“Like Reagan said, never say never, but it’s not something I’m spending a whole lot of time thinking about right now,” McCaul told reporters Wednesday in Austin.
McCaul, the House Homeland Security Committee chairman, has been encouragedto take on Cruz following the Texas senator’s controversial showing last month at the Republican National Convention, where Cruz declined to endorse GOP presidential nominee Donald Trump. Speaking with reporters at a book signing, McCaul acknowledged that “a lot of people” have urged him to challenge Cruz and said he was flattered by their support, but stressed he has nothing to do with the effort.
“It’s, I think, been sort of organic, an effort to draft, if you will,” said McCaul, who is advising Trump on national security. “But right now I’m really focused on my re-election to the Congress. I’m focused on advising the nominee to regain the White House and also maintaining a majority in the House of Representatives, which is critically important to the nation.”
Asked whether he has been satisfied with Cruz’s tenure in the Senate, McCaul said Cruz has “for the most part spent a lot of time running for president.”
“I think he also represents the state of Texas in the Senate,” McCaul told reporters. “I think that’s an important job as well, and so I think the presidential campaign’s over and it’s time to — I think governance is important. I think in Washington getting things for the great people of Texas done is an important job.”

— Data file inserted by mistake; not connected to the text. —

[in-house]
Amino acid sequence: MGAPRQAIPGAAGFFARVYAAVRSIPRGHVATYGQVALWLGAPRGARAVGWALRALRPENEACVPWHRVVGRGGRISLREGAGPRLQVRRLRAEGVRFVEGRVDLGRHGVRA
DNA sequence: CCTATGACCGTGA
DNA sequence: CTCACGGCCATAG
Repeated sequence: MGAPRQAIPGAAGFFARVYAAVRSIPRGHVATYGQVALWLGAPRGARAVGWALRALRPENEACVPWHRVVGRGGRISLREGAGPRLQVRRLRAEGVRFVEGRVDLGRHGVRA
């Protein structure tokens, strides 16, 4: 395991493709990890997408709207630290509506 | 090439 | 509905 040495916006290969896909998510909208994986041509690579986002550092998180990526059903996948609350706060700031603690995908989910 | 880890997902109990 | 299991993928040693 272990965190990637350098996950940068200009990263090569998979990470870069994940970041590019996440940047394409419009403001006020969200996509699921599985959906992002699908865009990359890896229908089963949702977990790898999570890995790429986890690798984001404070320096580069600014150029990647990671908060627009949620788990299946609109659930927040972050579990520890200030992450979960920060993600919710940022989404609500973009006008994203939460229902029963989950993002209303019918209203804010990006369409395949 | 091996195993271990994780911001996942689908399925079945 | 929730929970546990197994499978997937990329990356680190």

Pressed on whether he was suggesting Cruz has put his political ambitions above Texas, McCaul replied, “Again, I think he’s been focused on his ambition running for president.”
A poll released Wednesday shows McCaul would face an uphill battle against Cruz in 2018. The Texas senator would beat McCaul by 32 points, according to the survey from the Democratic-leaning firm Public Policy Polling.
Cruz has nonetheless angered some Texas Republicans by withholding his support for Trump, his former bitter rival in the primaries. Asked how Cruz’s convention speech affected his standing in the state GOP, McCaul said he thinks “initially not well” but acknowledged it could depend on how Trump fares in November.
“Traditionally, you support your nominee for president, and so when I went to Cleveland, I gave a strong speech about Hillary Clinton and her devastating foreign policy, but also in the support of the nominee,” McCaul said. “I think that’s an obligation that we have to support the nominee.”
McCaul spoke repeatedly of his role advising Trump on national security, saying at the book signing that it has not been an easy job. But he praised a recent anti-terrorism speech by Trump as “fairly effective” and “carefully crafted,” and he insisted he could not trust Clinton on national security.
Speaking with reporters, McCaul said he plans to use his advisory role to push Trump to change his posture toward Russia. Trump has been unusually friendly toward the country’s leader, Vladimir Putin.
“I think where he could use better advice would be with Mr. Putin and Russia,” McCaul said. “I don’t think Mr. Putin has our best interests at heart.”